For these pieces I have used 2 layers of Diolen fabric with one intermediate layer of 240g chopped strand fibreglass to help bond to the shape and two ultra thin layers of reinforced bi-axial fabric cloth at the back to just tidy up and conceal any loose strands to give a smoother finish. I used high temperature epoxy resin as these will hold the hot radiator. Worthy of a mention is the worlds best secret: Diolen. It looks exactly like carbon fibre cloth and to most it will perform the same. From what I have seen most of the cosmetic products out there in the market such as mudguards and general trim are made with Diolen using polyester resin purely for cost; it is in the region of 5 times cheaper to manufacture products this way. Carbon made with epoxy is truly top spec for structural applications with demanding requirements. Diolen with epoxy is great unless you are making a chassis component out of it and then planning on crashing it into the Armco! It’s the epoxy and the process (removing air) that gives a laminate it’s strength, the fabric is not always the focus.

Pop out the final part; fig 5

After a few days of curing the part will be ready to release. Trim the edges with various cutters and grinders then flatten the surface with wet and dry and polish to show the fibre layup underneath.

Starting from scratch

I’ve gone to town with considering air flow in every area. It's something that just requires time and motivation. Thinking about pressures, volume, effect on drag whilst trying to balance each commodity to achieve an overall balance. Most of which has worked out ok (in the end); airflow for cooling is spot on but unfortunately at the demise of the high pressure feed to the airbox. Ideal high pressure volume is down by about 30% so I’m missing out on the optimum ram air effect. My dad always reminds me that’s not a problem; as it doesn’t go fast enough anyway! Positive ram air effect in the region of 1bar is typically generated at >150mph. Obviously the length and increase of the internal diameter will vary this figure; just remember that you need to slow the air down as it approaches the funnels.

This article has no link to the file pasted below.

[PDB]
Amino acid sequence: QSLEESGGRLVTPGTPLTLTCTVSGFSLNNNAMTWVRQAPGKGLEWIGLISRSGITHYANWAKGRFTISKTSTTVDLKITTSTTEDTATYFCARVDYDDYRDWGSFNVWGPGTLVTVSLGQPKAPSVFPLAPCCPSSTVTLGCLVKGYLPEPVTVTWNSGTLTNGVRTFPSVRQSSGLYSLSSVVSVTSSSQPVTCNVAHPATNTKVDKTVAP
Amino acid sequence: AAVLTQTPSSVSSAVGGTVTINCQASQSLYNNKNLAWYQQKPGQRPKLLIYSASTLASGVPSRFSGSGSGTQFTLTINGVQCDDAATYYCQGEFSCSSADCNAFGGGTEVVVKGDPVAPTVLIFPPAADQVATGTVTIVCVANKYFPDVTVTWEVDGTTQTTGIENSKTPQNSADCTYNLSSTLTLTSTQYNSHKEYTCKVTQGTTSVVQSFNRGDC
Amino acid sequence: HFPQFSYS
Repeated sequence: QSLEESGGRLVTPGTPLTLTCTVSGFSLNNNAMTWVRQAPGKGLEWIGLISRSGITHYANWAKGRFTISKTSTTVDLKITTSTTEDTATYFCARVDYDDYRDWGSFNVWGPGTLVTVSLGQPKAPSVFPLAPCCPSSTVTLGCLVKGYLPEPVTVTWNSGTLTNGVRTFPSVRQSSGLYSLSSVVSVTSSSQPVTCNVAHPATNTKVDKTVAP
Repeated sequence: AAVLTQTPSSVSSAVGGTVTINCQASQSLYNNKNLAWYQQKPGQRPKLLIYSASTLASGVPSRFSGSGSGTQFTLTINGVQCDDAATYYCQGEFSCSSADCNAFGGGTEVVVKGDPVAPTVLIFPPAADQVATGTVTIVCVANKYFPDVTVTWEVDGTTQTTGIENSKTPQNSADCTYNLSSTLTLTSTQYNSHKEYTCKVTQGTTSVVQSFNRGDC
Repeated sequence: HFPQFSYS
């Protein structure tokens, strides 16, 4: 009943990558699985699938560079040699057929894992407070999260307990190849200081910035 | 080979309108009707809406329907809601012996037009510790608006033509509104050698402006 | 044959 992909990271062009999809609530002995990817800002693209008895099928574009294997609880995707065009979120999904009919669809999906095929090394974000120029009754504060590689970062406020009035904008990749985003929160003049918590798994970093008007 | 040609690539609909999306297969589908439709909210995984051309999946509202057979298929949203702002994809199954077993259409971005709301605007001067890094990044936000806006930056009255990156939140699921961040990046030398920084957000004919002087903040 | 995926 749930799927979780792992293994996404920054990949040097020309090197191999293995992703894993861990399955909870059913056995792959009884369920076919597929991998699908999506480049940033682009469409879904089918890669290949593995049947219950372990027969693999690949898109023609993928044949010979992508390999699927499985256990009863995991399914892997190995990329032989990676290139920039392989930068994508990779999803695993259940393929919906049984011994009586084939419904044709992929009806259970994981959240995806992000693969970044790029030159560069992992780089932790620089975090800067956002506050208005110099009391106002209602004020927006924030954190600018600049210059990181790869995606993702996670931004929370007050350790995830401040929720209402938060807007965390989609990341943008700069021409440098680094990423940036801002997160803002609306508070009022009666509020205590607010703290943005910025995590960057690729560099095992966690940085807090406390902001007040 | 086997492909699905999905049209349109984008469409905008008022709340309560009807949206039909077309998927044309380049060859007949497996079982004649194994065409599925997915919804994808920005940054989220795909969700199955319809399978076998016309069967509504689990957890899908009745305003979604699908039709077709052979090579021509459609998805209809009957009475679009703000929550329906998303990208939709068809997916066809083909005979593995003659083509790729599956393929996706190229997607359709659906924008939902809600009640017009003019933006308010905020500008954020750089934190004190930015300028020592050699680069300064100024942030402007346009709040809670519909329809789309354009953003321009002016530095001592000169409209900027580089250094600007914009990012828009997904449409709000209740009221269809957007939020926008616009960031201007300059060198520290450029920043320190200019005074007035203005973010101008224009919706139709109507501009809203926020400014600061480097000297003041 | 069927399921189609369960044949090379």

Other features

Venting unwanted pressure
Little fins on the tank were added to expel the excess volume that gets pulled into the low pressure area behind the front fairing and finds itself pushing against the underside of the tank cover. Something I discovered in 2016 when at top speed; the tank cover popped up and tapped me on the chin. Concequently the pressures are now well directed and the cover well secured. The frontal area is not great due to all this ducting work; however it does shield the rider; me, far better than any other bike out there. I can only assume that the likes of Honda have analysed the trade off between rider extremities creating drag and wake Vs the additional frontal area to the overall drag coefficient and deemed that 'narrow as possible' is best? My thinking is potentially lagging behind as my work seems to resemble the conventional methods; widest point as far forward as possible, gentle reduction in form for the longest period possible making sure the wake is not too abrupt. Bike’s have a pretty terrible drag coefficient because of their length and the relative wake they create.
Ideally I think there is scope to effectively channel air from the high pressure area even better than I have to reduce the effective frontal area and control the flow through voids behind the fairings and gently merge with the wake. You can see this train of thought at work in the F1 world. I have 3 ducts collecting air behind the front wheel; feeding the radiator under the seat and the side mounted radiator. The 3rd is for the engine. Unfortunatly cooling ducting has ruled the roost.
Just a few of the many moulds hanging from the walls